23 June 2007

Lessig's Evolving Activism

Lawrence Lessig has announced that he's refocusing his activism away from Intellectual Property Rights (IPR) to "corruption." By "corruption," he means money's influence on politics (although I'd argue that money doesn't influence politics, people influence politics politicians with money, among other things).

Lessig became well known for his advocacy in the Eldritch Press v. Reno case. I agreed with Lessig that extending copyright terms was "wrong." I disagreed that a court could or should find that the law was illegal or unconstitutional. I fully agreed with Arthur Miller when he said,

''The case has sparked a public discussion that wasn't happening before,'' said Arthur Miller, a Harvard Law School professor who filed a brief at the Federal District Court level opposing Mr. Lessig on behalf of several entertainment companies. ''In a 21st-century environment, do you need a 95-year monopoly to promote the progress of science and the arts or is society better off enriching the public domain earlier? Have we reached the point where we have to be much more sophisticated in calibrating copyright? With the Eldred decision Congress can go back and think about it.''

Congress could, Mr. Miller suggested, consider a compulsory licensing system that would require copyright holders to let people use their work for a set price. Other ideas to increase the public domain include allowing copyrights to lapse on works unless owners make an effort to renew them so people can have access to material that has no commercial value after a short time.
Lessig also set up the Creative Commons non-profit organization which I agree with completely and use.

I wish Lessig the best in his new pursuit. Hopefully, he can come up with smarter solutions than the Bipartisan Campaign Reform Act of 2002.

UPDATE: Court clips campaign-finance law

22 June 2007

20 June 2007

Finally, Bipartisan Agreement on Something!

Congressional Job Approval Dips Again This Month

The latest congressional job approval rating (24%) is the lowest for the institution since Democrats took control of both houses in January, and is far below the 37% registered in February. The decline has been most evident among Democrats, whose ratings of Congress now match those of Republicans. [all emphasis mine]
New Gallup data show confidence in Congress at all time low
Generally speaking, Americans have been skeptical about Congress for decades now. But the current 14% confidence rating for Congress is down from 19% last year and is the lowest in Gallup’s history, surpassing the 18% confidence in Congress measured in 1991, 1993 and 1994.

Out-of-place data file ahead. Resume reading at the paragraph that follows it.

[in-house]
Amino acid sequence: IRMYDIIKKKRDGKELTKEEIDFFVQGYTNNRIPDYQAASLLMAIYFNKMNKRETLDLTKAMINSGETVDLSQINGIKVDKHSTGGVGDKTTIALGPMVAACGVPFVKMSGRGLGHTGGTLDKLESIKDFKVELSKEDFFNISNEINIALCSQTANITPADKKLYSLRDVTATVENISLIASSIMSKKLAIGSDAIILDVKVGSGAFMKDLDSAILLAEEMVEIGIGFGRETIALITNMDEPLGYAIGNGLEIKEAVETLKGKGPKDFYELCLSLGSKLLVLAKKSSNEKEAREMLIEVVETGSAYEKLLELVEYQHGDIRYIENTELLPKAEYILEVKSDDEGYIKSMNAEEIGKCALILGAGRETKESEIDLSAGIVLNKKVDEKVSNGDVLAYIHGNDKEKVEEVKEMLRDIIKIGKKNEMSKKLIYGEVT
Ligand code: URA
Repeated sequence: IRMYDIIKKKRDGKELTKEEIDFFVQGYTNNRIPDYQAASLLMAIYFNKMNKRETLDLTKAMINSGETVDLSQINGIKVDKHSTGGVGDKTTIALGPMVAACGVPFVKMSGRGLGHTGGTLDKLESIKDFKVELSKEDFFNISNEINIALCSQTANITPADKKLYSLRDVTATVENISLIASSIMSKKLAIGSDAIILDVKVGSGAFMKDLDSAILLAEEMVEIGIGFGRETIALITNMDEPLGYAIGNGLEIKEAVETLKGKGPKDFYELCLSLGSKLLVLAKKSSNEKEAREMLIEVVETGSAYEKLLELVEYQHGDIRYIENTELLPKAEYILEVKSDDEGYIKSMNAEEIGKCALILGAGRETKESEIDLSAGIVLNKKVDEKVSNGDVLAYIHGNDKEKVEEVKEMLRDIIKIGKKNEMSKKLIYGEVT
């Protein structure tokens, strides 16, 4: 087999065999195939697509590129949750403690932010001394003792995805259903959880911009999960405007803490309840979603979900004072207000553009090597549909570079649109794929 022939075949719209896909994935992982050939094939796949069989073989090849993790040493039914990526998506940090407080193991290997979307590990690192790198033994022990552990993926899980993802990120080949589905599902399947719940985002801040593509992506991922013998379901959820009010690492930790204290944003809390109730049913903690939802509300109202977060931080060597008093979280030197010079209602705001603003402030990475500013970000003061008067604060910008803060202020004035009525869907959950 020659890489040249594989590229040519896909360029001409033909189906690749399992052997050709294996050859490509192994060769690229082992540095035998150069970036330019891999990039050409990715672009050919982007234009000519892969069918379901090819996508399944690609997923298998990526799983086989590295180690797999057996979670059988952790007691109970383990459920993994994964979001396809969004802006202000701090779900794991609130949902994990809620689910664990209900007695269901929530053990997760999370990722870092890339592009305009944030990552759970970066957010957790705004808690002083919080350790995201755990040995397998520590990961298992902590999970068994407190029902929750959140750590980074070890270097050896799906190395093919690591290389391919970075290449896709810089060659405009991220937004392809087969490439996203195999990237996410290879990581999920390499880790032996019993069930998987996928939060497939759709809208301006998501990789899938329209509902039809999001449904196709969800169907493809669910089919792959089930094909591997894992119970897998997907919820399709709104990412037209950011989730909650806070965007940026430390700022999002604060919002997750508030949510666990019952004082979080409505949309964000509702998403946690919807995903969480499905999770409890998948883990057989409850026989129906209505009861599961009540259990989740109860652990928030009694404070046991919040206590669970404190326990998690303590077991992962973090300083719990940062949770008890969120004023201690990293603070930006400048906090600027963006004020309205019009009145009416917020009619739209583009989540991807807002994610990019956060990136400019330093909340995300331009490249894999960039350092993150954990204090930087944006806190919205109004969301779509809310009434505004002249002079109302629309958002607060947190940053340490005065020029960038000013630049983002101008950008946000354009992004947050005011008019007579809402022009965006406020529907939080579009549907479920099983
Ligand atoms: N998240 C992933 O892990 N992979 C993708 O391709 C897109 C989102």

The percentage of Americans with a "great deal" or "quite a lot" of confidence in Congress is at 14%, the lowest in Gallup's history of this measure -- and the lowest of any of the 16 institutions tested in this year's Confidence in Institutions survey. It is also one of the lowest confidence ratings for any institution tested over the last three decades.
and that's not all ... how's the press doing? Not so good, or ... about as well as President Bush, but worse.

Gallup Confidence Poll 2007

Previous: How's that working out?

Pentagon Enlists YouTube

Don't Deport Hiraldo (Jimenez)

With an estimated 10 million illegal aliens in the US, as many as 275,000 in federal, state and local prisons with multiple arrests, deporting Yaderlin Hiraldo would be a crime, wouldn't it?

Yes, it would.

Do the math ...

CBS Evening News Vids Worth Watching

Yeah, that's right, CBS Evening News ... former home of anchor Dan Rather and current home of anchor Katie Couric. Katie was off the night this aired.

Orphans Left To Starve In Iraq.

U.S. troops found an orphanage full of starving, neglected children in Baghdad, where it appears the orphanage director may have selling the facility's supplies to local markets. Lara Logan reports.
Eye To Eye: Baghdad Orphanage
Only On The Web: U.S. and Iraqi forces rescued more than 20 emaciated children who were living in appalling conditions at a Baghdad orphanage. Lara Logan talked to some of the soldiers.

OffTheBus Already on the Wrong Track

UPDATE: Patrick Ruffini joins the conversation and thanks for the link Jay!

Jay Rosen and Arianna Huffington have announced their new hires for their OffTheBus project: Amanda Michel and Zack Exley.

There's a brief conversation in PressThink's comments about "... how it looks to hire two liberal Democratic political operatives to run a journalism project?"

Jay responds by emphasizing he is less concerned with how it looks than how it works. He also gives us a preview of how it will work in his post:

...The majority of contributors will probably lean [liberal], as well, with a healthy number of independents and a few conservatives. (That’s what our recruiting shows so far.)

This makes it way more of a challenge to cover the Republican candidates accurately and well, but we think it can be done....
Sounds like the intellectual diversity of a typical newsroom already, doesn't it? In fact, I'd argue the decisions made by Jay and Arianna have limited the organizing outreach of OffTheBus.

I'm skeptical that the partnering between PressThink and Huffington Post has anything to do with limiting their hires to two liberal political operatives. I think Jay conflates organizations with individuals. Jay makes no mention of reaching out to Patrick Ruffini, David All or Mike Turk. He only discounts partnering with TownHall or National Review because:
In a practical vein, once I had the Huffington Post as a partner with its reputation the only way to offset that for purposes of reputation would be to bring in an equally large red state partner like TownHall.com or National Review. We considered that. In the end we concluded that we would also have to split decision-making evenly and that the chances of that structure being nimble enough to improvise and turn on the fly, as one must in this practice area, were virtually nil.